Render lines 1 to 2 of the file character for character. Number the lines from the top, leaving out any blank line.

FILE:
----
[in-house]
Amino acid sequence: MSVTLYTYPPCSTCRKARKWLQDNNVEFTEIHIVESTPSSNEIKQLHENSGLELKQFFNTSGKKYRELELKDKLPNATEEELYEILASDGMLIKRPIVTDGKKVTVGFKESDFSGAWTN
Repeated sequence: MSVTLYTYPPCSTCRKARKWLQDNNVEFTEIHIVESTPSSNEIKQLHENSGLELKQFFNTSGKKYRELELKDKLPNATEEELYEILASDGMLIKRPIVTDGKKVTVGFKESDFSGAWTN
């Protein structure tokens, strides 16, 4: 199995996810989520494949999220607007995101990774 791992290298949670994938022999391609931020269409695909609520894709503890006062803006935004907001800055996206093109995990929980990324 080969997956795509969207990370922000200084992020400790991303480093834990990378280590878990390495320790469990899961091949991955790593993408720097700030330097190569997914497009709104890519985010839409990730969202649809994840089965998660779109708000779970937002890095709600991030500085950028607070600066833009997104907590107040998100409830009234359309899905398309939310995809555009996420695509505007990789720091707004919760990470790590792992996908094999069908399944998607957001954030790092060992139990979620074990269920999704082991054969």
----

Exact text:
[in-house]
Amino acid sequence: MSVTLYTYPPCSTCRKARKWLQDNNVEFTEIHIVESTPSSNEIKQLHENSGLELKQFFNTSGKKYRELELKDKLPNATEEELYEILASDGMLIKRPIVTDGKKVTVGFKESDFSGAWTN